Homily, Ordinary Time Sunday 4A
During this past year, I had the great privilege of serving as chaplain for a couple different mission trips, one in Mexico, and one in Belize. The general reaction of those who go on these trips is pretty consistent. We usually come back home saying that the people we served are some of the most joyful people we have ever seen, even though they seemed to have very little in the way of material possessions. But they have their faith, they have their family and relatives, and they all seem much more attentive to the people that they meet. They also tend to have a much more enjoyable pace of life, able to really enter into each moment of the day, without being in a frenzied rush to move on to the next thing. I’ve heard similar reactions from those who have spent time with the Missionaries of Charity, the sisters of Mother Teresa’s order, working among the poorest of the poor, and if you’ve been inside their convents, you see that they also live poverty themselves, often without water heaters, air conditioning, or many other things that so many of us tend to view as necessities.
We often forget that according to the standards of most countries in the world, almost all of us here would be considered fairly wealthy. But are all the things that we have really worth the trouble? Our readings today proclaim: Blessed are the poor and the lowly, the weak and despised of the world, for theirs is the kingdom of heaven. In the Gospel according to Luke, Jesus goes even further, saying: Woe to you who are rich, because you have already received your consolation.
A constant temptation for us, and for many who lived before or at the time of Jesus, is something we might call the prosperity gospel. There are even many passages in the Old Testament that seem to reflect the idea, that those who serve God, who do the right thing, good people, nice people, these should be rewarded, even in this life, with blessings of success and prosperity, good health and wealth, and the divine protection of all that we hold dear. Perhaps the reason that so many of us struggle in our faith when we actually face various trials and difficulties, or the tragedies of life, is because, at some level, we’ve bought into this prosperity gospel.
But the Gospel of Jesus Christ does not promise success in this life for those who follow Him. Instead, Jesus promises His faithful followers a cross, and persecutions. I remember something a priest had said about the Holy Family as Jesus grew up in Nazareth, the family of Jesus, Mary, and Joseph. He said that they worked hard to be poor. Now the way that I understood that statement is kind of odd, and I’m not sure how the priest intended it exactly. The simple meaning would be that the Holy Family had to work very hard just to get by, that they earned so little from carpentry, that they struggled even to be poor. But what I thought he meant was that it was actually easier for the Holy Family to be wealthy and successful, but that they worked hard to simplify their life, to give away any amount of excess, to give away anything that they didn’t really need. Jesus, Mary, and Joseph, though they were rich, worked hard to become poor.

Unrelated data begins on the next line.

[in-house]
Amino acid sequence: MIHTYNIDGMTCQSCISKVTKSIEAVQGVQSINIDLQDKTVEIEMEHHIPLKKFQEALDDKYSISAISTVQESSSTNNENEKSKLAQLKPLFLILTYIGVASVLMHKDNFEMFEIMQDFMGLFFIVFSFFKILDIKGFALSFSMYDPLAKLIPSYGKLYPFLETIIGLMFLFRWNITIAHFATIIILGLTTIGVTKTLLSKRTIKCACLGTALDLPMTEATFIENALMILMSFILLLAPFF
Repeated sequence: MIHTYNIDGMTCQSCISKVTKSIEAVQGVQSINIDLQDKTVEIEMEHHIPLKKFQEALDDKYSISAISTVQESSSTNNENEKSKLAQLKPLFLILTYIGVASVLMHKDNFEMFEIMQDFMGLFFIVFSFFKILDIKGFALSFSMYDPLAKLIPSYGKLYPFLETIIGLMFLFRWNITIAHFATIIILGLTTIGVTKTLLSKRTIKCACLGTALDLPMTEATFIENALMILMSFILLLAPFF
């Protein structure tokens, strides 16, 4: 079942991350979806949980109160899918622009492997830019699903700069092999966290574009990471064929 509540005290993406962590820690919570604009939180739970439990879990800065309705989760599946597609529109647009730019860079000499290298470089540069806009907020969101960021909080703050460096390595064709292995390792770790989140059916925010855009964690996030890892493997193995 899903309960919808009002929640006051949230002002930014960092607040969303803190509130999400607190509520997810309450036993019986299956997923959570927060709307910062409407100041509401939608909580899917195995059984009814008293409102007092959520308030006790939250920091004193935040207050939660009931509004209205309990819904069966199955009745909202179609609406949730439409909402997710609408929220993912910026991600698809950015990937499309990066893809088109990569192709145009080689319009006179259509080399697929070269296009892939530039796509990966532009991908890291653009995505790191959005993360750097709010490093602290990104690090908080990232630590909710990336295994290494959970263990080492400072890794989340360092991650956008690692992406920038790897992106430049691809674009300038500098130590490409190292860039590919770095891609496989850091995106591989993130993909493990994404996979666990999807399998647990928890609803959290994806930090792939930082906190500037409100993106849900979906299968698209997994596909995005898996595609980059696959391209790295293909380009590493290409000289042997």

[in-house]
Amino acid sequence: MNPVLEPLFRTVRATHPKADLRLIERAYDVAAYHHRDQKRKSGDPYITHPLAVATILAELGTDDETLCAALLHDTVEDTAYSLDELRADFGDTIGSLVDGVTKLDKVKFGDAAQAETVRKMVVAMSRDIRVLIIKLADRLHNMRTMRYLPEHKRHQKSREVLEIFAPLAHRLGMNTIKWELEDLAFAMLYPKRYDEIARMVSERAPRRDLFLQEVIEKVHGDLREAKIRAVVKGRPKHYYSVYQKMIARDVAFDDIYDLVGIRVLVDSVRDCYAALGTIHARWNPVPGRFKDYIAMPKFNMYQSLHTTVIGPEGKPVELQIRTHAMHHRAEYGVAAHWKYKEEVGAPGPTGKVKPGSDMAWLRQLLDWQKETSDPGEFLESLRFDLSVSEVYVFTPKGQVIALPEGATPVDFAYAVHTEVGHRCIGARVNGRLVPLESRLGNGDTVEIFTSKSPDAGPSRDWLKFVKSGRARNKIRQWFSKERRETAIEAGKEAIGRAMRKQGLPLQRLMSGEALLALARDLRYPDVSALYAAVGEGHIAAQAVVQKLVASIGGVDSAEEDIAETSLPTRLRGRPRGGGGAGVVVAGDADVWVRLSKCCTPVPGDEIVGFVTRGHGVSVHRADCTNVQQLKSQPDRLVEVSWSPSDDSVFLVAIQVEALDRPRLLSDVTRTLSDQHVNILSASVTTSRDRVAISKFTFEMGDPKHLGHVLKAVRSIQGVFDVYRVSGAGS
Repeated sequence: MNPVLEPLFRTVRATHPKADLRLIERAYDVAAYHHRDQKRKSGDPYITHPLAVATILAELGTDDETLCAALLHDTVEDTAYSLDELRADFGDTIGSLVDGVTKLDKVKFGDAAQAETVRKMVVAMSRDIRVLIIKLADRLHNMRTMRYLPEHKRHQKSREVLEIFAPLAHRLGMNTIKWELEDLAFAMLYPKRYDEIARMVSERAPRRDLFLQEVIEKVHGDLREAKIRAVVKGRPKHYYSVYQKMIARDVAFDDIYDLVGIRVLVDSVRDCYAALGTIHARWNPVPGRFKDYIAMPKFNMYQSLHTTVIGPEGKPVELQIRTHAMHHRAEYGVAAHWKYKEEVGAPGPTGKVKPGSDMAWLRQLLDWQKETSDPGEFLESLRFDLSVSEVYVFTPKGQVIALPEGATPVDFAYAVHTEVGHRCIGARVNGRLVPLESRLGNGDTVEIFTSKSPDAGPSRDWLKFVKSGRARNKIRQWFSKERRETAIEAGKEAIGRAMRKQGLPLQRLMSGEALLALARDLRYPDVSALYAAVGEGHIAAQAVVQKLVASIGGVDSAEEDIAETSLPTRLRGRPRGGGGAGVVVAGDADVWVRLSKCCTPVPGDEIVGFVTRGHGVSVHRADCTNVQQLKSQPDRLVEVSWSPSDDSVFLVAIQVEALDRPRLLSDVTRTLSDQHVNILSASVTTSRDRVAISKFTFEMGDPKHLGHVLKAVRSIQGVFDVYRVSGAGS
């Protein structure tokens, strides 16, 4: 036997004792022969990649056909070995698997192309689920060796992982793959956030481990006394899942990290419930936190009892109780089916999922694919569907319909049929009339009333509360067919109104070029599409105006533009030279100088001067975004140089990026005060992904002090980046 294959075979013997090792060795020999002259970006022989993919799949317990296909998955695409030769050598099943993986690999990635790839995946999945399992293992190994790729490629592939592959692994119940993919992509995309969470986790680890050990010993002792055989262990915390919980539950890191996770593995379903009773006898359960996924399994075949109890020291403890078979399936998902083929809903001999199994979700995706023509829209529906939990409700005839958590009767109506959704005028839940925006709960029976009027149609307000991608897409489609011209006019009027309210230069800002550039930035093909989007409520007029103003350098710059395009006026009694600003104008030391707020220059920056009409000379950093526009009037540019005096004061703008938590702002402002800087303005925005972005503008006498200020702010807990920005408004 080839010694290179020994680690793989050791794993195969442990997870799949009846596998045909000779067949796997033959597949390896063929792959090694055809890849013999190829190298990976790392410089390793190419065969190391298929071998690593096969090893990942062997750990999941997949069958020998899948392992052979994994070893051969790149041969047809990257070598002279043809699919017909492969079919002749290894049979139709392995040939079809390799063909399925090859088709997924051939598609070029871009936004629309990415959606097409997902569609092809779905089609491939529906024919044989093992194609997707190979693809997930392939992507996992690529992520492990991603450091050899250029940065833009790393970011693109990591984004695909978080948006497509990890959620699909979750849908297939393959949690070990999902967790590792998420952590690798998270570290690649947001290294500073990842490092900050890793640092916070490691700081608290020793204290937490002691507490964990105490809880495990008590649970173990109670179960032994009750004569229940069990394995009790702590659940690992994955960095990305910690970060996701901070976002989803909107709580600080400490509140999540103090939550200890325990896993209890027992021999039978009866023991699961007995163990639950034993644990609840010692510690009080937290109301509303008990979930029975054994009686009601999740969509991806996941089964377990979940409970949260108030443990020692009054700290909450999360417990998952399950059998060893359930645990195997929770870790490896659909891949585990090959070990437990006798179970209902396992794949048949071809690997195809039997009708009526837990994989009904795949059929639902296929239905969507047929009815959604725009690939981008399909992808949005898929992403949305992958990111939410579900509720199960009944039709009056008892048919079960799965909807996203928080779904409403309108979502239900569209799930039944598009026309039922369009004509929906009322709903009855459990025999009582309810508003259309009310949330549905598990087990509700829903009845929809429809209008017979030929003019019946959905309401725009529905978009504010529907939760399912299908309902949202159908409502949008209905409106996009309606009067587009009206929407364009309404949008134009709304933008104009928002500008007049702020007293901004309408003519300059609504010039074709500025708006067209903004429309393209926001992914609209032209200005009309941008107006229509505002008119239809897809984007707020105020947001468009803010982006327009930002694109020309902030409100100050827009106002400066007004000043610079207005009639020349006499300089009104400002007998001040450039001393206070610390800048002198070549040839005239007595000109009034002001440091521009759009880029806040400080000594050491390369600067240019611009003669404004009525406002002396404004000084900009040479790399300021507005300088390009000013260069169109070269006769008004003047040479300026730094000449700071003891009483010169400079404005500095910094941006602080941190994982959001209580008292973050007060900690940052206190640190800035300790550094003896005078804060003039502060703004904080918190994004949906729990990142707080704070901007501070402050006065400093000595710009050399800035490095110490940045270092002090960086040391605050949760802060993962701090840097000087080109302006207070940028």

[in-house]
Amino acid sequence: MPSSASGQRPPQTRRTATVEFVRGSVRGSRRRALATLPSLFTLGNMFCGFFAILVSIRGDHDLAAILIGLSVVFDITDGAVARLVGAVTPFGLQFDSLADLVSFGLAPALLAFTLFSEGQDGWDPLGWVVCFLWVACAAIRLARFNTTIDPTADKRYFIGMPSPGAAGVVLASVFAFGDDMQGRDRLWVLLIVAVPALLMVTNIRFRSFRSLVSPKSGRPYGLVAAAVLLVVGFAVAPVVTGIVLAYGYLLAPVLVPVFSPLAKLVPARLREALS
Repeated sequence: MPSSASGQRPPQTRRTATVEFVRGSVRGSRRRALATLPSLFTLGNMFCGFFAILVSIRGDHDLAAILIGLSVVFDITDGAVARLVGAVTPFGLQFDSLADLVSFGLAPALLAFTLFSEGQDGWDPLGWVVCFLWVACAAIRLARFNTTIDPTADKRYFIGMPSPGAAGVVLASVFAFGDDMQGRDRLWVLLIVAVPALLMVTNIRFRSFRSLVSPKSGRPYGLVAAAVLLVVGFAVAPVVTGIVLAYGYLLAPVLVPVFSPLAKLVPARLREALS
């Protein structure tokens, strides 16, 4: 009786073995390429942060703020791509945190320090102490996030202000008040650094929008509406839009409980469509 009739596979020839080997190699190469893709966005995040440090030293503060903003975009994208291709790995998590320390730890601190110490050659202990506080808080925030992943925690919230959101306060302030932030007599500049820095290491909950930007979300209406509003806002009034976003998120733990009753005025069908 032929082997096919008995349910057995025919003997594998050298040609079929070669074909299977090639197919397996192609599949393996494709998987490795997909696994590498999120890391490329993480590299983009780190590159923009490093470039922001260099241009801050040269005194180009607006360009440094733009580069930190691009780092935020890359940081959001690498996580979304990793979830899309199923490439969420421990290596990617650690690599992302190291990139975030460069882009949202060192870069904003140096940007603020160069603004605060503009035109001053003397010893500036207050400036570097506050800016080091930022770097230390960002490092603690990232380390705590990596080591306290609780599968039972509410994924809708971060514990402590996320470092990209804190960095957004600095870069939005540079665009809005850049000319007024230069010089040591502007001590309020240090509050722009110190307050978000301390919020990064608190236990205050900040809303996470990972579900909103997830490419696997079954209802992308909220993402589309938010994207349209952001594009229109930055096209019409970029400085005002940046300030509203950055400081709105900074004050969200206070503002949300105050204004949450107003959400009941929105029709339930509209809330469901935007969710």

What are the blessings of poverty that we continue to resist by holding on to what we don’t really need? How might God be calling you and me to simplify our lives, so that we can bear more compelling witness as followers of Christ in the world, as followers of the poor Man from Nazareth? As Catholics and as Christians, we are called to live differently. Those who grow too comfortable in this world run the risk of losing sight and losing our desire for the life of heaven. Have I become too comfortable? How might God be calling us to share in the poverty of Christ so that we can also share in the authentic blessing of almighty God and the promise of the heavenly kingdom? Have we ever worked hard, like the Holy Family, to be among the poor ones of God?